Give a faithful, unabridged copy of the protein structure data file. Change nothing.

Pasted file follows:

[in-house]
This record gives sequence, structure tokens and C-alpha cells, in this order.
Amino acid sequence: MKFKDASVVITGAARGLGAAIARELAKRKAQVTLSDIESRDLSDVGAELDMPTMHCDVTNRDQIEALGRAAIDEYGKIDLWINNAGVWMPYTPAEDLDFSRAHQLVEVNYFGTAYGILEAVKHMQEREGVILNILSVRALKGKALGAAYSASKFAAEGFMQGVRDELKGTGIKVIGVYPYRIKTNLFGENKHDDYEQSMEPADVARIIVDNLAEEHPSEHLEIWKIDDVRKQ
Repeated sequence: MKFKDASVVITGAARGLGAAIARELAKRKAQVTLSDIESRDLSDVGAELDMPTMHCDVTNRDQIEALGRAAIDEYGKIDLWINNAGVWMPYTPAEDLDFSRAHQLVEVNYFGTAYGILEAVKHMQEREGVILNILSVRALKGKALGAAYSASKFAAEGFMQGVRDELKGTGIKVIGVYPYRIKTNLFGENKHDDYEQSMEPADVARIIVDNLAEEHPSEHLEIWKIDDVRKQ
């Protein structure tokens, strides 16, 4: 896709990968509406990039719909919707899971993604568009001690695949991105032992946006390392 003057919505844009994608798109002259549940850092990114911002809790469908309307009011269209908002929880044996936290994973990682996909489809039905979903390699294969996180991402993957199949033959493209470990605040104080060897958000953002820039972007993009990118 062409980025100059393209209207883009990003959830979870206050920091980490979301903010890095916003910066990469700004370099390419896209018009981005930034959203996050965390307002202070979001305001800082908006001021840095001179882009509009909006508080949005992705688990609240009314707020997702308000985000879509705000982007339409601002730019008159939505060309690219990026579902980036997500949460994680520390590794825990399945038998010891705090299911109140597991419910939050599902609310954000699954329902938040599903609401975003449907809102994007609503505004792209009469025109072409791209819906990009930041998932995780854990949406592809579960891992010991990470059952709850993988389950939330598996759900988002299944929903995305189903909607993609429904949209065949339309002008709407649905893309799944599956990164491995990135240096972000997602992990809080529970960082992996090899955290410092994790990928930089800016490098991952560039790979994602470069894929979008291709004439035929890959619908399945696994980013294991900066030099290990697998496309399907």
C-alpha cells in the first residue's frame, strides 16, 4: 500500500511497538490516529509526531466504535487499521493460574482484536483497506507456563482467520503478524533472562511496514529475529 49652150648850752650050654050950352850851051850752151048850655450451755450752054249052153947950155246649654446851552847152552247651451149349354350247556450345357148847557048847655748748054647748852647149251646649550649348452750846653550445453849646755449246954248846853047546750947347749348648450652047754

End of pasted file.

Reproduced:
[in-house]
This record gives sequence, structure tokens and C-alpha cells, in this order.
Amino acid sequence: MKFKDASVVITGAARGLGAAIARELAKRKAQVTLSDIESRDLSDVGAELDMPTMHCDVTNRDQIEALGRAAIDEYGKIDLWINNAGVWMPYTPAEDLDFSRAHQLVEVNYFGTAYGILEAVKHMQEREGVILNILSVRALKGKALGAAYSASKFAAEGFMQGVRDELKGTGIKVIGVYPYRIKTNLFGENKHDDYEQSMEPADVARIIVDNLAEEHPSEHLEIWKIDDVRKQ
Repeated sequence: MKFKDASVVITGAARGLGAAIARELAKRKAQVTLSDIESRDLSDVGAELDMPTMHCDVTNRDQIEALGRAAIDEYGKIDLWINNAGVWMPYTPAEDLDFSRAHQLVEVNYFGTAYGILEAVKHMQEREGVILNILSVRALKGKALGAAYSASKFAAEGFMQGVRDELKGTGIKVIGVYPYRIKTNLFGENKHDDYEQSMEPADVARIIVDNLAEEHPSEHLEIWKIDDVRKQ
């Protein structure tokens, strides 16, 4: 896709990968509406990039719909919707899971993604568009001690695949991105032992946006390392 003057919505844009994608798109002259549940850092990114911002809790469908309307009011269209908002929880044996936290994973990682996909489809039905979903390699294969996180991402993957199949033959493209470990605040104080060897958000953002820039972007993009990118 062409980025100059393209209207883009990003959830979870206050920091980490979301903010890095916003910066990469700004370099390419896209018009981005930034959203996050965390307002202070979001305001800082908006001021840095001179882009509009909006508080949005992705688990609240009314707020997702308000985000879509705000982007339409601002730019008159939505060309690219990026579902980036997500949460994680520390590794825990399945038998010891705090299911109140597991419910939050599902609310954000699954329902938040599903609401975003449907809102994007609503505004792209009469025109072409791209819906990009930041998932995780854990949406592809579960891992010991990470059952709850993988389950939330598996759900988002299944929903995305189903909607993609429904949209065949339309002008709407649905893309799944599956990164491995990135240096972000997602992990809080529970960082992996090899955290410092994790990928930089800016490098991952560039790979994602470069894929979008291709004439035929890959619908399945696994980013294991900066030099290990697998496309399907």
C-alpha cells in the first residue's frame, strides 16, 4: 500500500511497538490516529509526531466504535487499521493460574482484536483497506507456563482467520503478524533472562511496514529475529 49652150648850752650050654050950352850851051850752151048850655450451755450752054249052153947950155246649654446851552847152552247651451149349354350247556450345357148847557048847655748748054647748852647149251646649550649348452750846653550445453849646755449246954248846853047546750947347749348648450652047754